The more conspicuous platform is Indie DB. We found antisemitic, Islamist, sexist and other discriminatory content during the exploration. Both games and comments were located that made positive references to National Socialism. Radicalised users seem to use the opportunities to network, create groups, and communicate in forums. In addition, a number of member profiles with graphic propaganda content could be located. We found several games with propagandistic content advertised on the platform, which caused apparently radicalised users to form a fan community around those games. For example, there are titles such as the antisemitic Fursan Al-Aqsa: The Knights of the Al-Aqsa Mosque, which has won the Best Hardcore Game award at the Game Connection America 2024 Game Development Awards and which has received antisemitic praise on its review page. In the game, players need to target members of the Israeli Defence Forces, and attacks by Palestinian terrorist groups such as Hamas or Lions’ Den can be re-enacted. These include bomb attacks, beheadings and the re-enactment of the terrorist attack in Israel on 7 October 2023. We, therefore, deem Indie DB to be relevant for further analyses of extremist activities in digital gaming spaces.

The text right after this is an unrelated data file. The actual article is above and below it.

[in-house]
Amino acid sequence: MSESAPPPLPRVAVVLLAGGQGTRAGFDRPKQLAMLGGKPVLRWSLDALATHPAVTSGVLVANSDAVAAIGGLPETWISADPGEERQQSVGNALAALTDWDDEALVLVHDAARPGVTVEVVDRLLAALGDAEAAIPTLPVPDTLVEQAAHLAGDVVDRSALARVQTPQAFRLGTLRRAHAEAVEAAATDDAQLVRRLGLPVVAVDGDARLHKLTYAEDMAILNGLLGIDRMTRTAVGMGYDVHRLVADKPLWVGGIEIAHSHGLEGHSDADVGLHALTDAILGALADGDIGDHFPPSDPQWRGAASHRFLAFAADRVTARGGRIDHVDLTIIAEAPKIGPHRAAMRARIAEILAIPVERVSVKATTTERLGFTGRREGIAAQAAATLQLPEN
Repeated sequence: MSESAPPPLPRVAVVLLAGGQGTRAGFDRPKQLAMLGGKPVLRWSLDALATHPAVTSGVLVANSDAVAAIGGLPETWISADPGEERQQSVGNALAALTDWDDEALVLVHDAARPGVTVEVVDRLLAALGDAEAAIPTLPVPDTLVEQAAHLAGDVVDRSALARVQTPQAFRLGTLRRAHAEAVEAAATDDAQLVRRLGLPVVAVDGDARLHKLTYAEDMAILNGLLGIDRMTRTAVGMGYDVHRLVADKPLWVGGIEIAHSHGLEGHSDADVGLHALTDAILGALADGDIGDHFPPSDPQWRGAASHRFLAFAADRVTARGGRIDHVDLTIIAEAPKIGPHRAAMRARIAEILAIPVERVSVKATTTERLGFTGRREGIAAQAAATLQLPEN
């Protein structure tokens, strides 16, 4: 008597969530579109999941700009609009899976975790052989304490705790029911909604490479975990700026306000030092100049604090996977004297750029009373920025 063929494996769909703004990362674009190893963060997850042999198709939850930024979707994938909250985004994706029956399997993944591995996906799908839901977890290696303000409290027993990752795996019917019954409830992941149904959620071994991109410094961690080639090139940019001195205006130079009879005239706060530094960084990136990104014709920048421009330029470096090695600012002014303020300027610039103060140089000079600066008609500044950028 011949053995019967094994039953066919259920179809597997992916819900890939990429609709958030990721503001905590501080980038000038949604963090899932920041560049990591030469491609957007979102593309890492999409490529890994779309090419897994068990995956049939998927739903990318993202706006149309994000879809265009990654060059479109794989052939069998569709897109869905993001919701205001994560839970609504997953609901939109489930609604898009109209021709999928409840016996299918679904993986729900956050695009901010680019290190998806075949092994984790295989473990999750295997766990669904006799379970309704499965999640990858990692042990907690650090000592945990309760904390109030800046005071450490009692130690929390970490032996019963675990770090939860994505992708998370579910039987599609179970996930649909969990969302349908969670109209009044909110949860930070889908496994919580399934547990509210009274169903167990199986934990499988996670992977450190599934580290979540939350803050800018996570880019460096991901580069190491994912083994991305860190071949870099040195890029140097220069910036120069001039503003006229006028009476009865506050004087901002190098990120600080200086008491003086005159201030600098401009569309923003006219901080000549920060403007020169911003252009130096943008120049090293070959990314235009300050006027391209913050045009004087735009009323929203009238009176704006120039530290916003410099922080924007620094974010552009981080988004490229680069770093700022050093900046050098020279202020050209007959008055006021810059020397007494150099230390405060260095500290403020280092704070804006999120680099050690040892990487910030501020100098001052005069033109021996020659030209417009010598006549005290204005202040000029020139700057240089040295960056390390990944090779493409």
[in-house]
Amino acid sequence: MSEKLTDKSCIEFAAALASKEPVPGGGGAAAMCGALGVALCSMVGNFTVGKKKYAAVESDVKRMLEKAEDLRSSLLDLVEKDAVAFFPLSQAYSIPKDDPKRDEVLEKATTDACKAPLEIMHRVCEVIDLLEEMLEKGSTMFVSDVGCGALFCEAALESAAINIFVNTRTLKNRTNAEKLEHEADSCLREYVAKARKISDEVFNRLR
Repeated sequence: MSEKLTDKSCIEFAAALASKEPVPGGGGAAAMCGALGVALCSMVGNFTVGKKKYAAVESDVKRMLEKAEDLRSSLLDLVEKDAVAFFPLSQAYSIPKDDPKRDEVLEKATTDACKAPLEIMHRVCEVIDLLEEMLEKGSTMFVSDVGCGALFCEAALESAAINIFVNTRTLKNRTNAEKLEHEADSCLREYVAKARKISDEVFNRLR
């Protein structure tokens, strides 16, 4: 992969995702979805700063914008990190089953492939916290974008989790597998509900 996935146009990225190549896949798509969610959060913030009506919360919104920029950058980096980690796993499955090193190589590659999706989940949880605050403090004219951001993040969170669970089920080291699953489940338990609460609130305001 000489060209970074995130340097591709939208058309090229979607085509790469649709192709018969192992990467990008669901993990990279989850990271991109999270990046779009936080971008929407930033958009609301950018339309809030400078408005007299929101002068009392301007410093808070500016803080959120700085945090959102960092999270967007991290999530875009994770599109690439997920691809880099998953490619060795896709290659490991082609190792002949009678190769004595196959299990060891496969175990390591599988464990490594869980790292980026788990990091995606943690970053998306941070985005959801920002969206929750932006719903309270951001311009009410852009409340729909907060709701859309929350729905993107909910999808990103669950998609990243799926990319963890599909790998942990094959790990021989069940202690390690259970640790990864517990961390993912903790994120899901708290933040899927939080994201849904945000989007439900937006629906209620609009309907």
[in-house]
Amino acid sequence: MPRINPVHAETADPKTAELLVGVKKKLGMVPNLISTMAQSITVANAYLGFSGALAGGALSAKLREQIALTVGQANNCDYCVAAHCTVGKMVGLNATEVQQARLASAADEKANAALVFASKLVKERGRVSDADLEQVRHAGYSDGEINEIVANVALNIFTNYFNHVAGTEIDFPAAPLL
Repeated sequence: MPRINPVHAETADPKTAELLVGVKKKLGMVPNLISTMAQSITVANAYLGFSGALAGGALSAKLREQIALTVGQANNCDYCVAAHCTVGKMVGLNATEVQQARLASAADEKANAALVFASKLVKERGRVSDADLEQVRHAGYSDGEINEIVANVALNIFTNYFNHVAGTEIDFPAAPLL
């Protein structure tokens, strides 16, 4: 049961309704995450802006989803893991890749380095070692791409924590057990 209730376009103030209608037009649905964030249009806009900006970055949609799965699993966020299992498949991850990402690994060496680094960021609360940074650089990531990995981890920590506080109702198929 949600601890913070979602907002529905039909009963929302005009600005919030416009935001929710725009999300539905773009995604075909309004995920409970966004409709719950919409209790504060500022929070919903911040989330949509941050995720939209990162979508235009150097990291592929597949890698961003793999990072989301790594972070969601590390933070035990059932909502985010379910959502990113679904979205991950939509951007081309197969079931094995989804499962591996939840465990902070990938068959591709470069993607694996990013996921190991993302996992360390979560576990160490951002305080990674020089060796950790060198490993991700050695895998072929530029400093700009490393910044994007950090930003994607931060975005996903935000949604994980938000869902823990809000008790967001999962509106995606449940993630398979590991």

We found similar content on the modding sites Gamebanana and Mod DB. During the explorations, several modifications with hateful themes were located, including right-wing extremist, racist, antisemitic and Islamist content. This includes mods that make it possible to play as terrorists or National Socialists. So-called “skins” (textures that change the appearance of models in the game) for characters from first-person shooters are particularly popular and contain references to National Socialism or Islamist terrorist organisations. Although some of this content could be justified with reference to historical accuracy and realism, the user profiles of the creators and commentators often reveal political motivations. Names with neo-Nazi codes or the use of avatars showing members of the Wehrmacht or the Waffen SS, for example, indicate a certain degree of positive appreciation or fascination with right-wing ideology, as do affirmations in the comment columns.